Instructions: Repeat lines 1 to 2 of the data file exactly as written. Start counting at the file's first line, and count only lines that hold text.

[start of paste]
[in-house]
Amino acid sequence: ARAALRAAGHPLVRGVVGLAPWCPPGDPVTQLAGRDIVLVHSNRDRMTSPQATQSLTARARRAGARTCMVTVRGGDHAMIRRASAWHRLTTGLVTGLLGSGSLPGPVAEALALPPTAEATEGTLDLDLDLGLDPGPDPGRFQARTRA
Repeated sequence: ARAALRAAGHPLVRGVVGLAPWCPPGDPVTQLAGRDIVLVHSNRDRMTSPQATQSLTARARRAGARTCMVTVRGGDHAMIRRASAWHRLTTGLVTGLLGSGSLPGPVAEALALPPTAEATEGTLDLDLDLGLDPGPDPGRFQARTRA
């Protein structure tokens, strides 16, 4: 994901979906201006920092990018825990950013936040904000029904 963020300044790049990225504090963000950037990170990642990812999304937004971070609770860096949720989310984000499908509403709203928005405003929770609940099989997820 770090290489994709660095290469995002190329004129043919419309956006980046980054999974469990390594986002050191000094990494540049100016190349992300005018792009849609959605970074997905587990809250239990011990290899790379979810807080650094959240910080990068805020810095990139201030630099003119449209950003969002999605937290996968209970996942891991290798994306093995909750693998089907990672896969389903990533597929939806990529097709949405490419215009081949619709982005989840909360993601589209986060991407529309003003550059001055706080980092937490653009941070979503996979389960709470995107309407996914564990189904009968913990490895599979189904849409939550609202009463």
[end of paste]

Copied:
[in-house]
Amino acid sequence: ARAALRAAGHPLVRGVVGLAPWCPPGDPVTQLAGRDIVLVHSNRDRMTSPQATQSLTARARRAGARTCMVTVRGGDHAMIRRASAWHRLTTGLVTGLLGSGSLPGPVAEALALPPTAEATEGTLDLDLDLGLDPGPDPGRFQARTRA